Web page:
Wednesday was World Refugee Day. It must mark the lowest point in the plight of these marginalised masses, since 2000, when the United Nations introduced the commemoration.
Until next year, that is. On present depressing trends, the plight of refugees and migrants on 17 June 2019 will almost certainly be worse.
In the United States, Refugee Day coincided with a row over officials taking migrant children from their parents and holding them in separate detention facilities. This was necessary, the reasoning went, to ensure that kids are not incarcerated alongside criminals, as the US pursued its “zero tolerance” policy of prosecuting anyone who enters illegally.
Hungary, this week, passed legislation that criminalises lawyers and activists who help asylum seekers. Anyone who “facilitates illegal immigration” will face a year in jail, this in the country that has thwarted refugees with a barbed-wire border fence and a studied indifference to the European Union’s “mandatory” asylum quotas.
Here at home, Lawyers for Human Rights penned an open letter to President Cyril Ramaphosa, charging Home Affairs with disregarding the SA constitution, as well as international treaties and law, with its “very many harmful, unlawful and cruel practices and policies”. The situation, it says, has worsened since Malusi Gigaba became minister earlier this year.
Gigaba begs to differ. SA does not have a refugee problem, he insists. Rather, “We have a problem of irregular migration, with large numbers of economic migrants abusing the process of asylum.”
Gigaba’s response could have been uttered by his collegial equivalent in any of a dozen or so European countries.
If you are liberal, these are “refugees” and “asylum seekers”, with connotations of them being hapless victims of war, civil collapse and repression. If you are conservative, these are “economic migrants”. This has the less charitable connotation that they are exploiting heartstrings and loopholes, in equal measure, to escape dismal lives in what Trump infamously dubbed “shithole” countries.
It does not matter what terms you prefer. The crux is that the apparently unstoppable flood of people across borders is fundamentally changing the political make-up of a significant number of democracies, including countries, such as Scandinavia, with strong historical commitments to social justice.
Opposition to soft migration policies is the biggest political issue in Poland, Bulgaria, Czech Republic and Slovakia, to name but a few. It is what recently led to the election of populist anti-migration governments in Italy and Austria. It is also the social cleavage that triggered the British vote to exit the EU.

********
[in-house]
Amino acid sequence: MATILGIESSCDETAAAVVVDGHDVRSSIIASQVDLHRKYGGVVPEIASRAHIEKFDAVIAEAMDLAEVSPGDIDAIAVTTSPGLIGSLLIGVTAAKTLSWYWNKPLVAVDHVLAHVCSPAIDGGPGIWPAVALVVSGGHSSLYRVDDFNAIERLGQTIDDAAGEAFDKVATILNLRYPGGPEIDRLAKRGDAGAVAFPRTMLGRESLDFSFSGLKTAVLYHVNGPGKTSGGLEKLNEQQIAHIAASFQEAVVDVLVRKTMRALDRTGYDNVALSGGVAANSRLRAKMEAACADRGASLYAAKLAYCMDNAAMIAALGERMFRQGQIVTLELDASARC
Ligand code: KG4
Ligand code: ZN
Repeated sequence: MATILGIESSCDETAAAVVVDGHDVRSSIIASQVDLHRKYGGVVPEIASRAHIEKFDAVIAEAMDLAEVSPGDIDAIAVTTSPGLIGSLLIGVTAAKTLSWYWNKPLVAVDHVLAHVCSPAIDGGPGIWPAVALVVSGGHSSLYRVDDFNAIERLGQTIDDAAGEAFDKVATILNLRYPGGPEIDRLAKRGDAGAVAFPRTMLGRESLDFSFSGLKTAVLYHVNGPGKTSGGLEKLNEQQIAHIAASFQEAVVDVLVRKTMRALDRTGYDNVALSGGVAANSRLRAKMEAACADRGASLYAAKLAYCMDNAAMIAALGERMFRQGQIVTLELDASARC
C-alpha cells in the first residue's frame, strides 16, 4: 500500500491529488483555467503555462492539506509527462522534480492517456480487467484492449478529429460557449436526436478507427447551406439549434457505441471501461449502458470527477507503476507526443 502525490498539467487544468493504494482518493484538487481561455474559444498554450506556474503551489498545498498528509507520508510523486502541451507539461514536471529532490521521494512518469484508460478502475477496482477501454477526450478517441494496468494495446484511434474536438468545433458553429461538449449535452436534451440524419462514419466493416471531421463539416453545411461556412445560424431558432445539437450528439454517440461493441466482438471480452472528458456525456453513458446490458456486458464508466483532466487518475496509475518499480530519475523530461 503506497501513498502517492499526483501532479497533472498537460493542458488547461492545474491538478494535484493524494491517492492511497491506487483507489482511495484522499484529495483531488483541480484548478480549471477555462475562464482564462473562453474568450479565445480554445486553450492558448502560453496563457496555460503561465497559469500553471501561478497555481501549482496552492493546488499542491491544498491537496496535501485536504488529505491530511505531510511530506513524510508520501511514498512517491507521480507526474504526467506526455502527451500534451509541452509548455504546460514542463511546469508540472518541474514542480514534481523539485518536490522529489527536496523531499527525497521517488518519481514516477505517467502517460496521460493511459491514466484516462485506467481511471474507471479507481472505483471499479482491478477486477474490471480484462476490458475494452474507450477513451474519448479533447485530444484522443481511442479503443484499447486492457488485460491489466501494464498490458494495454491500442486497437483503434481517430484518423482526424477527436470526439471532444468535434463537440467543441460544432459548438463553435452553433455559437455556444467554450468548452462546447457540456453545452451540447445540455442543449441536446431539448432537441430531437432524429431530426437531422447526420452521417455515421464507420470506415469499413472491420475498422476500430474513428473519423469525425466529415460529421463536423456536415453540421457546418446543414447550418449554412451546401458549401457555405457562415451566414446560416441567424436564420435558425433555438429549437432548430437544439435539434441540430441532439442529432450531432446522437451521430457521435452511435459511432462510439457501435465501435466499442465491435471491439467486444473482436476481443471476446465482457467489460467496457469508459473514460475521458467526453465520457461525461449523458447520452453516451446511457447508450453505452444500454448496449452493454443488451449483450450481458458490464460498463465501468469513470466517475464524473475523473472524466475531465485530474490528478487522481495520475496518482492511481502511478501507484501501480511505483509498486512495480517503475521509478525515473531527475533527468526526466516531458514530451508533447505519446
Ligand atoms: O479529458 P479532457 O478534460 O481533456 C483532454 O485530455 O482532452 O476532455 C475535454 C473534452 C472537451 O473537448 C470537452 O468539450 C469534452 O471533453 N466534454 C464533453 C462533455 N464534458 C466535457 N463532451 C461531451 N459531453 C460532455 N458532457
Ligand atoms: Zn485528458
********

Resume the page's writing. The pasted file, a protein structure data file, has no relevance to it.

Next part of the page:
Germany’s politically once-unassailable Angela Merkel has seen her political fortunes wane in direct proportion to the influx, since 2015, of 1.4m migrants. Given Germany’s stature in Europe and since Merkel was the most powerful champion of open-door migration, the international ramifications are significant.
Parties on the left will have to come to terms with the fact that human compassion and international law simply no longer cuts it. Nor does the academic research that unambiguously shows that immigrants are an economic benefit to the societies they migrate to. If these political parties want to be elected, and of course they do, they are going to have to make radical policy changes.
It will be interesting to see how all this this plays out in Spain. Two decades ago the foreign-born component of Spain’s population was 1.6%. It is now 14%, one of the highest in Europe.
Last week it had what was a rare pleasure for a former fascist dictatorship, that of being the darling of the world’s human right’s organisations, when the country’s new Socialist government accepted a boatload of 600 African migrants who had been turned away by Italy and Malta. The new arrivals will be allowed to apply for asylum.
The ship in question, the Aquarius, is operated by Médecins Sans Frontières and is just one of a number of vessels scouring the Mediterranean to take aboard African migrants who are trying to cross in frail and overloaded small craft. It is also a classic example of perverse incentives.
However laudable the intentions of the humanitarians, the more migrants they “rescue”, the more attractive they make it for others to pay unscrupulous people-smugglers large amounts of money to take them to the promised land. Human exports from Africa are, once again, becoming a major trading activity, along with people from the Middle East.
The arrival of the Aquarius is likely to be the beginning of an unending convoy. Migrant arrivals to Spain in 2018, so far, are already 50% higher than last year.
But Spain is an anomaly. Buoyed by its success with the Aquarius, the Italian government will continue its hardline policy. Others, like Greece, might follow suit.
The EU is reaching a tipping point. Fortress Europe is pulling up the drawbridge. So, too, the US, albeit that President Donald Trump has made a U-turn, for now, on the incarceration of children away from their parents.
Almost everywhere, the world’s refugees are having doors slammed in their faces. No longer, long time since, that promise of succour, articulated by Emma Lazarus and engraved on the Statue of Liberty:
Give me your tired, your poor,
Your huddled masses yearning to breathe free,
The wretched refuse of your teeming shore.
Send these, the homeless, tempest-tossed to me,
I lift my lamp beside the golden door!
Follow WSM on Twitter @TheJaundicedEye